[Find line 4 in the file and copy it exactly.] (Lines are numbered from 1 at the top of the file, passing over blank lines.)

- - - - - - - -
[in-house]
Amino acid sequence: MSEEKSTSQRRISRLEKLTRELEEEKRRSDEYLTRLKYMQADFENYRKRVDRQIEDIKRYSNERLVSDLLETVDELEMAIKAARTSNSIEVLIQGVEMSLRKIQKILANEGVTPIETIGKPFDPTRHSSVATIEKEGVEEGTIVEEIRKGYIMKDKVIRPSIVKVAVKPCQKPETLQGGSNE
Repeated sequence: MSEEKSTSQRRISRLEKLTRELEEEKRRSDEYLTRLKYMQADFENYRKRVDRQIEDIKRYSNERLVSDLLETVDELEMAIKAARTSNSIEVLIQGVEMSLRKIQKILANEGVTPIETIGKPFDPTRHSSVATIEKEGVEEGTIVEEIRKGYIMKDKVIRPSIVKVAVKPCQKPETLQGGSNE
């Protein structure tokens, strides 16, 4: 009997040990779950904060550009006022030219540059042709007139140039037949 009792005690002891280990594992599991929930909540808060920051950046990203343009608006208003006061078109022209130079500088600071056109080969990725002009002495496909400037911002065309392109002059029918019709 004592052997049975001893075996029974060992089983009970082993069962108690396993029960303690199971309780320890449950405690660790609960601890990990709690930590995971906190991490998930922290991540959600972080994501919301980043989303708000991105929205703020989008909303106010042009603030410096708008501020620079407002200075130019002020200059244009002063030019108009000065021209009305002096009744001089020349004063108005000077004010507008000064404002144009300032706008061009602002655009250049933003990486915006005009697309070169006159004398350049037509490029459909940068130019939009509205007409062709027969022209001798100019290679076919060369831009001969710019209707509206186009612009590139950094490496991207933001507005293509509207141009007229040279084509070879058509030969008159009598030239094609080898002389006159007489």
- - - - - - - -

């Protein structure tokens, strides 16, 4: 009997040990779950904060550009006022030219540059042709007139140039037949 009792005690002891280990594992599991929930909540808060920051950046990203343009608006208003006061078109022209130079500088600071056109080969990725002009002495496909400037911002065309392109002059029918019709 004592052997049975001893075996029974060992089983009970082993069962108690396993029960303690199971309780320890449950405690660790609960601890990990709690930590995971906190991490998930922290991540959600972080994501919301980043989303708000991105929205703020989008909303106010042009603030410096708008501020620079407002200075130019002020200059244009002063030019108009000065021209009305002096009744001089020349004063108005000077004010507008000064404002144009300032706008061009602002655009250049933003990486915006005009697309070169006159004398350049037509490029459909940068130019939009509205007409062709027969022209001798100019290679076919060369831009001969710019209707509206186009612009590139950094490496991207933001507005293509509207141009007229040279084509070879058509030969008159009598030239094609080898002389006159007489």